# Fundamental Theorem of Vectors

Anti-Parallel Vectors

Any quantity having magnitude as well as direction refers to vectors. Thus, vectors can be defined as the directed line segment x. Here, the arrow above x represents the direction of the vector. For instance, if AB is a vector that points A is called the initial point from where the vector starts and point B refers to the terminal point where a vector ends. The distance between these two points is known as the length or magnitude of $\vec{x}$.

What Are Position Vectors?

The line drawn from a point to fixed origin having a direction in three-dimensional space represents a position vector. For instance, the position vector of a point P having coordinates (x, y, z) with respect to fixed origin O having coordinates (0, 0, 0) is represented by |OP|= $\sqrt{x^{2}+y^{2}+z^{2}}$

The above diagram represents the position vector with a magnitude r and having a direction from fixed origin O to point P.

Different Types of Vectors

• Zero Vector: Any vector having the same initial and ending points refers to zero vector and is represented by $\vec{0}$ .

• Unit Vector: Any vector having a magnitude equal to one refers to a unit vector. Thus, $\hat{x}$ is a unit vector where 丨$\hat{x}$丨= 1.

• Co-initial Vectors: Two vectors having the same initial points refers to co-initial vectors.

• Collinear Vectors: These are also called as parallel or antiparallel vectors having the same direction.

• Equal Vectors: Two vectors having the same magnitude, as well as direction, refers to equal vectors, represented as $\vec{x}$ = $\vec{y}$.

• Parallel Vectors: The vectors having similar magnitude, but have opposite direction refers to parallel vectors.

• Non-collinear Vectors: Two vectors acting in different directions are called independent or non-antiparallel vectors.

• Coplanar Vectors: Two planar vectors are always coplanar to each other.

Some Fundamental Theorems of Vectors

• Two Dimensions: Let $\vec{p}$ and $\vec{q}$ be two non-parallel or antiparallel vectors. Any vector $\vec{x}$ lying in the plane of two non-collinear vectors can be represented as a linear combination of $\vec{p}$ and $\vec{q}$. If L and M are two scalar quantities, then the equation becomes:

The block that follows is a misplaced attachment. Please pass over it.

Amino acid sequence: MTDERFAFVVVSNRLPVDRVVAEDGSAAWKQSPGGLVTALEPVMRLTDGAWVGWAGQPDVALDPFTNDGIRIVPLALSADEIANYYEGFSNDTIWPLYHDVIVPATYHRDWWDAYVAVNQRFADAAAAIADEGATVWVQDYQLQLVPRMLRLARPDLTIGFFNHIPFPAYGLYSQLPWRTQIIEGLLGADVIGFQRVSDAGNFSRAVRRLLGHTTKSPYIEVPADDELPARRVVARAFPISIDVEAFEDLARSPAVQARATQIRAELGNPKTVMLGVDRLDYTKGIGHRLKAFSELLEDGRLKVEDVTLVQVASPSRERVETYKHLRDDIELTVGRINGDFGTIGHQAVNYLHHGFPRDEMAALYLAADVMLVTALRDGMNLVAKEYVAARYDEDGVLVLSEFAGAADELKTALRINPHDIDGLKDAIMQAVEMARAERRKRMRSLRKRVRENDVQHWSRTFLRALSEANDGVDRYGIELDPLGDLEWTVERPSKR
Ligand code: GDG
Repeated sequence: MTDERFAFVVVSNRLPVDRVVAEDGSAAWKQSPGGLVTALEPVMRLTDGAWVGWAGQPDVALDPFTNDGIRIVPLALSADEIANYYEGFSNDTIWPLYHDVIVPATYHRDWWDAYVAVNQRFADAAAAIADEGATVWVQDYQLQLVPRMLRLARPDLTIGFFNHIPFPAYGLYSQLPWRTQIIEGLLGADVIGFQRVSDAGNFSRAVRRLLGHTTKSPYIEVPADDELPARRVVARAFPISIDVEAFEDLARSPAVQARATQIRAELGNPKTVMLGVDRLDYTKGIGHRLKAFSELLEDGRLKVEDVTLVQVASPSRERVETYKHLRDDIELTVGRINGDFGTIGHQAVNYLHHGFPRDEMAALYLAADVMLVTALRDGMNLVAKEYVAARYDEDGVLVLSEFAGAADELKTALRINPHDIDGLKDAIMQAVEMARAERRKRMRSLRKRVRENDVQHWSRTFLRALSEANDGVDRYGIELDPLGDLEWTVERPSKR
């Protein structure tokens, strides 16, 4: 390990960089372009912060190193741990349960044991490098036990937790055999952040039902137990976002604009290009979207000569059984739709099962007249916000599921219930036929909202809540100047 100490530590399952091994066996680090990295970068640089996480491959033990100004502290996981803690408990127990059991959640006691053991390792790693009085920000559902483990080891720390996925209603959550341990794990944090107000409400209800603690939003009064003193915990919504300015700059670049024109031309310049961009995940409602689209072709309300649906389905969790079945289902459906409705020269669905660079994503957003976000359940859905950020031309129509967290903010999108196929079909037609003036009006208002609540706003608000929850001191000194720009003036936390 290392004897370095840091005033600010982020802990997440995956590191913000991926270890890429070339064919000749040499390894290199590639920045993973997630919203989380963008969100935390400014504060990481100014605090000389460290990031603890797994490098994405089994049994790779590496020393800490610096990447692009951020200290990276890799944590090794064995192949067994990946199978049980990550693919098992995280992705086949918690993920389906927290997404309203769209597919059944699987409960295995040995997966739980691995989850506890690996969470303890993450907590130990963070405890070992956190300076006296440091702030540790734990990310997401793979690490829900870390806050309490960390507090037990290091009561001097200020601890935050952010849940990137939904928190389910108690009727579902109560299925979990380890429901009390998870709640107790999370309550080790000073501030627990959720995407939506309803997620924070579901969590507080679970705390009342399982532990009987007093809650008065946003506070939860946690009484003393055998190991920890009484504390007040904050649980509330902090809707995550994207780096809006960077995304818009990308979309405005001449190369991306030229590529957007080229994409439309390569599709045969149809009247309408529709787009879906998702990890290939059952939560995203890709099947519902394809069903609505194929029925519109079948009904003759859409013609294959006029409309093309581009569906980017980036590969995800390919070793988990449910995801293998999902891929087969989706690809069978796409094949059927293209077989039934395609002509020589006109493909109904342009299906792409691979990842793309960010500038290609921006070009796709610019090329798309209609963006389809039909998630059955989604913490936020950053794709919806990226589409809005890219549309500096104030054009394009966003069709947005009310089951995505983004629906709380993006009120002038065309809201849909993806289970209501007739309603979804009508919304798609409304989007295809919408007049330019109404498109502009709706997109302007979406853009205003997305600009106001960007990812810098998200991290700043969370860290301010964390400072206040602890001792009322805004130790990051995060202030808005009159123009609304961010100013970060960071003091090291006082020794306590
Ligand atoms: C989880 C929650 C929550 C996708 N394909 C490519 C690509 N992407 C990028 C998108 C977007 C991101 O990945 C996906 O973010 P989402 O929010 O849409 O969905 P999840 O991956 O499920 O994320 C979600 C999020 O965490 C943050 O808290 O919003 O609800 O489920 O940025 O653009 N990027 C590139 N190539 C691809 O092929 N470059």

L Χ $\vec{p}$ + M Χ $\vec{q}$ = $\vec{x}$.

• Three Dimensions: Let $\vec{p}$, $\vec{q}$, and $\vec{r}$ be three non-parallel or antiparallel vectors. Any vector $\vec{x}$ lying in the plane of three non-collinear vectors can be represented as a linear combination of $\vec{p}$, $\vec{q}$, and $\vec{r}$. If L, M, and N are three scalar quantities, then the equation becomes:

L Χ $\vec{p}$ + M Χ $\vec{q}$ + N Χ $\vec{r}$ = $\vec{x}$.

• Linear Independence: A system of vectors $\vec{x_{1}}$, $\vec{x_{2}}$,$\vec{x_{3}}$......,$\vec{x_{n}}$ are linearly independent if for scalar quantities, say,$a_{1}$, $a_{2}$, ……., $a_{n}$ = 0, if

$\vec{p}$ = $\vec{x_{1}}$$a_{1}$ + $\vec{x_{2}}$$a_{2}$ + $\vec{x_{3}}$$a_{3}$ + …….$\vec{x_{n}}$$a_{n}$ = 0

• Linear Dependence: A system of vectors $\vec{x_{1}}$, $\vec{x_{2}}$,$\vec{x_{3}}$......,$\vec{x_{n}}$ are linear dependent if for scalar quantities, say, $a_{1}$, $a_{2}$, ……., $a_{n}$ is not equal to 0, if

$\vec{p}$ = $\vec{x_{1}}$$a_{1}$ + $\vec{x_{2}}$$a_{2}$ + $\vec{x_{3}}$$a_{3}$ + …….$\vec{x_{n}}$$a_{n}$ = 0

Theorem 1:

If $\vec{p}$ and $\vec{q}$ be two non - anti-parallel vectors, then every vector $\vec{x}$, which is coplanar with $\vec{p}$ and $\vec{q}$ can be expressed in unique combination expressed as:

a$\vec{p}$ + b$\vec{q}$ = $\vec{x}$, where a and b are scalar quantities of the respective vectors.

If $\vec{p}$ and $\vec{q}$ are two vectors that are perpendicular to each other, then these vectors can be drawn along the X and Y-axis. If $\hat{x}$ and $\hat{y}$ be two unit vectors, then it can be represented by:

$\vec{t}$ = a$\vec{x}$ + b$\vec{y}$

Theorem 2:

If $\vec{p}$, $\vec{q}$, and $\vec{r}$ be three non- antiparallel vectors, then every vector $\vec{x}$ can be uniquely expressed in linear combination expressed as:

a$\vec{p}$ + b$\vec{q}$ + c$\vec{r}$ = $\vec{x}$, where a, b, and c are scalar components of the respective vectors.

Theorem 3:

If three vectors namely;

$\vec{p}$ = $p_{1}$$\hat{i}$ + $p_{2}$$\hat{j}$ + $p_{3}$$\hat{k}$, $\vec{q}$ = $q_{1}$$\hat{i}$ + $q_{2}$$\hat{j}$ + $q_{3}$$\hat{k}$ and $\vec{r}$ = $r_{1}$$\hat{i}$ + $r_{2}$$\hat{j}$ + $r_{3}$$\hat{k}$ are coplanar, then $p_{1}$$p_{2}$$p_{3}$$q_{1}$$q_{2}$$q_{3}$$r_{1}$$r_{2}$$r_{3}$

Important Points to Remember:  • Three points with position vectors, say, $\vec{p}$, $\vec{q}$, and $\vec{r}$ are said to be collinear or antiparallel vectors if and only if there exist scalars that are not equal to zero.

a$\vec{p}$ + b$\vec{q}$ + c$\vec{r}$ = 0 and a + b + c = 0

• Four points with position vectors, say, $\vec{p}$, $\vec{q}$, $\vec{r}$ and $\vec{w}$ are said to be coplanar if and only if there exist scalars such that the sum of any two scalars is not equal to zero.

a$\vec{p}$ + b$\vec{q}$ + c$\vec{r}$ + d$\vec{s}$ = 0 and a + b + c + d= 0